The Lost Domain (Oxford: Oxford University Press, 2013)
Based loosely on autobiographical details, The Lost Domain tells the story of a young man who wanders into a remote chateau and joins a feast for a bride who never comes. The chateau awakens deep longings in the young man, especially when he falls in love with a beautiful and melancholy girl.
But the next day, the young man cannot remember the way to the chateau. He does not know the name of the estate or the name of the girl. And so, he sets out to relocate the Lost Domain that promised so much happiness—a search that devours him and those who care most about him.
The Lost Domain (originally titled Le Grand Meaulnes), is the only novel Alain-Fournier wrote in his short career, before being killed in World War I. Despite its minor faults, this novel is a masterful story that contrasts the real world with a dream world that promises to satisfy every human longing. Writing about this book, David Bentley Hart praises its ability to
evoke a sense of something always just at one’s back, which one cannot turn around quite quickly enough to glimpse—the sense of a lost country at whose border one can only drift, or of a lost memory whose tremulous edge one cannot quite grasp.
Alain-Fournier shows us that the true purpose of imaginary worlds is to ennoble and enlighten us, to awaken in us love for the right things. It shows us that a visit to Faerie Land teaches us to live better in our own world.
But it also shows us what happens when one refuses to return home. We learn the dangers of refusing to grow up and face the hard truths of a fallen world—and the hardness of our fallen and selfish hearts.
Discussion: Have you read The Lost Domain? What did you think?
God’s Big Picture (Downer's Grove, IL: IVP Books, 2002)
This is a short book that summarizes the entire storyline of the Bible. Roberts explains how the theme of God’s Kingdom (God’s people in God’s place under God’s rule and blessing) is a unifying theme that organizing all the history, story, and theology of Scripture into a coherent storyline.
This is an insightful little book, and everyone interested in understanding the Bible and/or western culture would do well to read it. It is the first book students at my school read every year from 7th-12th grade.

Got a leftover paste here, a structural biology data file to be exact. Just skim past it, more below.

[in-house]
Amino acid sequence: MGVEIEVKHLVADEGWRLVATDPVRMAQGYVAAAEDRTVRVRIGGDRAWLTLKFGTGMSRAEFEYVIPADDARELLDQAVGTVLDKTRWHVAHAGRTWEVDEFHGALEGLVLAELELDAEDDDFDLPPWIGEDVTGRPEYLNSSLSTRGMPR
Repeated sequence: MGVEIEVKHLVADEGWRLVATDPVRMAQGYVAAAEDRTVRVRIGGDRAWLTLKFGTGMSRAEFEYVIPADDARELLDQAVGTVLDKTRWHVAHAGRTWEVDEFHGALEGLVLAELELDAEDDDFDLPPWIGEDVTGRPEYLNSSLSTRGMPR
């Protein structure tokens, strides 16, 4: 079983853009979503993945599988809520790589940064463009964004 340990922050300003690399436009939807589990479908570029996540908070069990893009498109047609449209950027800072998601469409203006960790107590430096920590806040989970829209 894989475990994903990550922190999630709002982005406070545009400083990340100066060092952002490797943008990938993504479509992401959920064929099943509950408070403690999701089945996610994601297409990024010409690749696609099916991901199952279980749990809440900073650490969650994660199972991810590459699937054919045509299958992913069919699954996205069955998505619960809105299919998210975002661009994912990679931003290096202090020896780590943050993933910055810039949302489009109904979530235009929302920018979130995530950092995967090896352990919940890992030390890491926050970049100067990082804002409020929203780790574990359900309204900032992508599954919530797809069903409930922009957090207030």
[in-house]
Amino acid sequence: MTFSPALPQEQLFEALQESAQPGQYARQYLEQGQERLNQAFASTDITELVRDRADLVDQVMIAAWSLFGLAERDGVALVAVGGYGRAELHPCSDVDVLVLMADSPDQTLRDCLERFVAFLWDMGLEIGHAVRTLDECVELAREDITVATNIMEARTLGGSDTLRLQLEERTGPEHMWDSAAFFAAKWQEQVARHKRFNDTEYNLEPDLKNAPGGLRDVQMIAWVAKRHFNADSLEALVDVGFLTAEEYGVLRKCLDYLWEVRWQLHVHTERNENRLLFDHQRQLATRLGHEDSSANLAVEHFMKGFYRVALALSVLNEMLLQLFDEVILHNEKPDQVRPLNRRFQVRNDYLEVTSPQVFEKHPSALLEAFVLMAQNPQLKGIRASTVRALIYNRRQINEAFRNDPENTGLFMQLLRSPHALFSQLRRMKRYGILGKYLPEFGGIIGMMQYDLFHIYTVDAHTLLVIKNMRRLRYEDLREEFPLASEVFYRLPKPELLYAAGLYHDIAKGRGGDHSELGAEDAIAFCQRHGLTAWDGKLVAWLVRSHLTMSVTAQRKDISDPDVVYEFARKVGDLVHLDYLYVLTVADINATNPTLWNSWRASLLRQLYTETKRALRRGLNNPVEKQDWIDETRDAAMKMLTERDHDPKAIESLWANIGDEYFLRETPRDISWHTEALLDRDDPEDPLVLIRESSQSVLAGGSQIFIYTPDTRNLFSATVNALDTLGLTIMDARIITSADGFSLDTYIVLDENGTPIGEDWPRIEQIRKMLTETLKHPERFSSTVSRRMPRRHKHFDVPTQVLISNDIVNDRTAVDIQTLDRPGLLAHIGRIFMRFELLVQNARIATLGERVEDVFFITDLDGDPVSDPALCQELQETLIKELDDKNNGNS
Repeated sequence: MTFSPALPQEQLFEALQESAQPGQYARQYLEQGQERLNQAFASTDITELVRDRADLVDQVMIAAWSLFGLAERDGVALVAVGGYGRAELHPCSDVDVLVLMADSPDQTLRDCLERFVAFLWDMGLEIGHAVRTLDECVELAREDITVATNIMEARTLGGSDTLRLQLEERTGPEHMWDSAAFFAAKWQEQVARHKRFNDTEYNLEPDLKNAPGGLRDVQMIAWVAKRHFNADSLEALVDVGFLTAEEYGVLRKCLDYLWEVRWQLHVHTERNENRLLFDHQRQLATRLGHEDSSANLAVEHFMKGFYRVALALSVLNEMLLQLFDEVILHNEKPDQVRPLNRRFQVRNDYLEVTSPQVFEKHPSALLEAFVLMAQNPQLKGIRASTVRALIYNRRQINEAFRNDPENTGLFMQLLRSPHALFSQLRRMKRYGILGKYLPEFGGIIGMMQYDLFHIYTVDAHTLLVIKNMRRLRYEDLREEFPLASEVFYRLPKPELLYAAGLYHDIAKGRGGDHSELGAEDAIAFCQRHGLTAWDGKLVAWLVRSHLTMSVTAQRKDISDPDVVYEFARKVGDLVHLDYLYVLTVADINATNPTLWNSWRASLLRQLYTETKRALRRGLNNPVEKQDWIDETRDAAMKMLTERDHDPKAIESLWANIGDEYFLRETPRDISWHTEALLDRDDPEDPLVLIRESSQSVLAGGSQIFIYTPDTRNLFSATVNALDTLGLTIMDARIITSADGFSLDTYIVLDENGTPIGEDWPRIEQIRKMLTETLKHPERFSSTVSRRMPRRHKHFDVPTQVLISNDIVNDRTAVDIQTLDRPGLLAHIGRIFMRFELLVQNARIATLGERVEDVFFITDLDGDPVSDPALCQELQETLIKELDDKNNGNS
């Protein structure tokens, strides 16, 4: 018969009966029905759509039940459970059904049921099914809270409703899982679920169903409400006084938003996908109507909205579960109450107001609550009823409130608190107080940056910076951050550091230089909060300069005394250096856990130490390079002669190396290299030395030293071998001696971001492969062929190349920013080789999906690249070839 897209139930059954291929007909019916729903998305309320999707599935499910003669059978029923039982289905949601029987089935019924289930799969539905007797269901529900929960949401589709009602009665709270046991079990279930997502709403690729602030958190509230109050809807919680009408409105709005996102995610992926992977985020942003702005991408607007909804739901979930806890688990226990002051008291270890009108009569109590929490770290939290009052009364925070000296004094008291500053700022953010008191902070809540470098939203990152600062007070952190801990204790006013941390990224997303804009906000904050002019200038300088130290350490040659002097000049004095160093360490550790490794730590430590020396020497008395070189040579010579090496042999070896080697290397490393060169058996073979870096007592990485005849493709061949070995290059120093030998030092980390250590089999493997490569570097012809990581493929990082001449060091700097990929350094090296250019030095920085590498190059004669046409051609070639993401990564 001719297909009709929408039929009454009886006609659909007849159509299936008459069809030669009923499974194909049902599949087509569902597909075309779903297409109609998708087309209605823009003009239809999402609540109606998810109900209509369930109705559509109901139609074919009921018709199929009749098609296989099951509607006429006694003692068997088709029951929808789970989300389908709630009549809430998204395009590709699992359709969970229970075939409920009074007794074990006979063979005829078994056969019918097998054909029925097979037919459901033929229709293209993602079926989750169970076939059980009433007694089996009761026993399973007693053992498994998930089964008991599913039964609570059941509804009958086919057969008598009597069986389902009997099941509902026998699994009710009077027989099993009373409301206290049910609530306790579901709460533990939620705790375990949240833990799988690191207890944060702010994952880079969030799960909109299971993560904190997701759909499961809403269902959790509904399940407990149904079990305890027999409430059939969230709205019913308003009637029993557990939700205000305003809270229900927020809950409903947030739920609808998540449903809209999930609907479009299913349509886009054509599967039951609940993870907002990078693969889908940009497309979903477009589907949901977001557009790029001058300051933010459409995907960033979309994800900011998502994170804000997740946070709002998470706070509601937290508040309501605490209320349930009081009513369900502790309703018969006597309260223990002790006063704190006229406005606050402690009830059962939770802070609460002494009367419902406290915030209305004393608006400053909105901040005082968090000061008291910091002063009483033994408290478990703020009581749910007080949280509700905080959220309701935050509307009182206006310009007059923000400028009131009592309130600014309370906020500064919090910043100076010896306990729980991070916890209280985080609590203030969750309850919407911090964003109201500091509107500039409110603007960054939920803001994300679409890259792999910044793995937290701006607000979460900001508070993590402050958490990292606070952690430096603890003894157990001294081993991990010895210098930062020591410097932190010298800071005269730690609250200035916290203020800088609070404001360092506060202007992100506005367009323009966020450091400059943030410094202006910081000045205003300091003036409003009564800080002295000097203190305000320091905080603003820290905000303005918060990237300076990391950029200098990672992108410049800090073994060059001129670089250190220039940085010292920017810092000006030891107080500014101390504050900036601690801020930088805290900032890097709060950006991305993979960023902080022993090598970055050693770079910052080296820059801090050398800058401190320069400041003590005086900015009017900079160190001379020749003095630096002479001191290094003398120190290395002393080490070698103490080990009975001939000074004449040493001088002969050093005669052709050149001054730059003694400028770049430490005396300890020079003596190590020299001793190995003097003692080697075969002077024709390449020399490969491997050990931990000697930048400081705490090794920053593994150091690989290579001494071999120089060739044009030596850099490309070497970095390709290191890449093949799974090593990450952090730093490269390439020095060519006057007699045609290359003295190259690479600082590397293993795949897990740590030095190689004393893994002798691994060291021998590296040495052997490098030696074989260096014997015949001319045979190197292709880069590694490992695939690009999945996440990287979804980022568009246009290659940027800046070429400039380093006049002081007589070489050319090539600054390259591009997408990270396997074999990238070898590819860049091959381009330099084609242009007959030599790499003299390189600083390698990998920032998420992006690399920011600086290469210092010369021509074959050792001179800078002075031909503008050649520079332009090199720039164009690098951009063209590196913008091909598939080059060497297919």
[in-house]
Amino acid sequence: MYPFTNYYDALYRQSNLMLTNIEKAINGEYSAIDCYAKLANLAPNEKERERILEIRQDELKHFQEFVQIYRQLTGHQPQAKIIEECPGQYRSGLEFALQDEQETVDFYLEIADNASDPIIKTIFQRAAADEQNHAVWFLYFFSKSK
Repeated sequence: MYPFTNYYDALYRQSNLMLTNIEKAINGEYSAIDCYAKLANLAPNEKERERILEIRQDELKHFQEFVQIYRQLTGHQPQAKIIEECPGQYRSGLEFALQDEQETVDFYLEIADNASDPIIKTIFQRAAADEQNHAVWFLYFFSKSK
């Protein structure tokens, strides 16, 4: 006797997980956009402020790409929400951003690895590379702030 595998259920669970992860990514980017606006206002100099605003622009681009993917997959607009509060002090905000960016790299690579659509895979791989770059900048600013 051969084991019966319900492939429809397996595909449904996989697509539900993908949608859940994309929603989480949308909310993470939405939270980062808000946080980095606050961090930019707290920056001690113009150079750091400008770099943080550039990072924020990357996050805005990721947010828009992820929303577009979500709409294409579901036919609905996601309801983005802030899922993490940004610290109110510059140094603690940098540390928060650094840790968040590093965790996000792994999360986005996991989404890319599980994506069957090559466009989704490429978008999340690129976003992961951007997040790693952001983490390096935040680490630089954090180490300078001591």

The Saga of the Volsungs (New York: Penguin, 2000)
This short book tells the violent story of Volsung and his descendants. An Icelandic saga finally written down around 1200 AD, this story includes a dragon, werewolves, dwarves, a ring of power, a one-eyed god, a magic sword pulled from a tree, shape-shifters, incest, betrayal, and murder.
This story also had a profound influence on J.R.R. Tolkien, who incorporated many elements from the Saga into his own stories of Middle Earth. Much of the somber, melancholic tone of Tolkien’s stories comes from his countless hours spent studying sagas like this one.
The City of God (New York: New City Press, 2012)
Augustine’s magnum opus, this book gives his answer to why Rome fell to the Goths, despite having become a Christian city. The first half contains several brilliant reductio ad absurdum arguments as Augustine challenges the feasibility of the Roman pantheon. The second half of the book gives a theological history of the City of God and City of Man. These pages contain some of Augustine’s finest, most important writing: an explanation of the origin and nature of evil, the doctrine of ordo amoris, and his famous exposition of how the City of God and City of Man overlap.
Augustine’s theory of ordo amoris is essential for understanding his writing, as well as many of the great texts of the Middle Ages. Arguing from the biblical concept of the heart as the center of human identity, Augustine asserts that our loves are the fundamental driving force of our wills, thoughts, and actions. Good loves lead to goodness; evil loves lead to evil. This means that an individual is the sum total of his loves. All his virtue results from properly ordered loves; all his vice comes from aberrant loves.